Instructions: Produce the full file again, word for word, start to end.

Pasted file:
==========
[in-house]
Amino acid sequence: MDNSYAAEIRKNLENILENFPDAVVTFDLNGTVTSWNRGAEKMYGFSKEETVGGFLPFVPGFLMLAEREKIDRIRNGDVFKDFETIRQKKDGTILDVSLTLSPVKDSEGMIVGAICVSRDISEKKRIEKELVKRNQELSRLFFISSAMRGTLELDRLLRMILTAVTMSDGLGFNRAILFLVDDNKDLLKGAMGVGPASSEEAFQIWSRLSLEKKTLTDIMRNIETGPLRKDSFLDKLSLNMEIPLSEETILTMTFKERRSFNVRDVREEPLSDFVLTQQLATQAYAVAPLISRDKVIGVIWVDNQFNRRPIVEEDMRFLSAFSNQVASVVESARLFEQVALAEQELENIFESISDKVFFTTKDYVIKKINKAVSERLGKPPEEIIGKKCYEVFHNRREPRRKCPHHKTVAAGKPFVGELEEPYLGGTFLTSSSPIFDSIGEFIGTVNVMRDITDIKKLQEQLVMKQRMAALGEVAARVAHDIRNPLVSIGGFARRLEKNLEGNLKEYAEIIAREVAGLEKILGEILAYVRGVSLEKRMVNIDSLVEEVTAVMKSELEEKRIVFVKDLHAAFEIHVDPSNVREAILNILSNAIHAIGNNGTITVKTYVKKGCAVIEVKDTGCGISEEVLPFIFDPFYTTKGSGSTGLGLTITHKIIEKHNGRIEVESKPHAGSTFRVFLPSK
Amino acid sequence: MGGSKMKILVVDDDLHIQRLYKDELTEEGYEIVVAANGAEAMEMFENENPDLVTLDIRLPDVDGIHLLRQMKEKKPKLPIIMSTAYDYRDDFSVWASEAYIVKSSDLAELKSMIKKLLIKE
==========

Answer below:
[in-house]
Amino acid sequence: MDNSYAAEIRKNLENILENFPDAVVTFDLNGTVTSWNRGAEKMYGFSKEETVGGFLPFVPGFLMLAEREKIDRIRNGDVFKDFETIRQKKDGTILDVSLTLSPVKDSEGMIVGAICVSRDISEKKRIEKELVKRNQELSRLFFISSAMRGTLELDRLLRMILTAVTMSDGLGFNRAILFLVDDNKDLLKGAMGVGPASSEEAFQIWSRLSLEKKTLTDIMRNIETGPLRKDSFLDKLSLNMEIPLSEETILTMTFKERRSFNVRDVREEPLSDFVLTQQLATQAYAVAPLISRDKVIGVIWVDNQFNRRPIVEEDMRFLSAFSNQVASVVESARLFEQVALAEQELENIFESISDKVFFTTKDYVIKKINKAVSERLGKPPEEIIGKKCYEVFHNRREPRRKCPHHKTVAAGKPFVGELEEPYLGGTFLTSSSPIFDSIGEFIGTVNVMRDITDIKKLQEQLVMKQRMAALGEVAARVAHDIRNPLVSIGGFARRLEKNLEGNLKEYAEIIAREVAGLEKILGEILAYVRGVSLEKRMVNIDSLVEEVTAVMKSELEEKRIVFVKDLHAAFEIHVDPSNVREAILNILSNAIHAIGNNGTITVKTYVKKGCAVIEVKDTGCGISEEVLPFIFDPFYTTKGSGSTGLGLTITHKIIEKHNGRIEVESKPHAGSTFRVFLPSK
Amino acid sequence: MGGSKMKILVVDDDLHIQRLYKDELTEEGYEIVVAANGAEAMEMFENENPDLVTLDIRLPDVDGIHLLRQMKEKKPKLPIIMSTAYDYRDDFSVWASEAYIVKSSDLAELKSMIKKLLIKE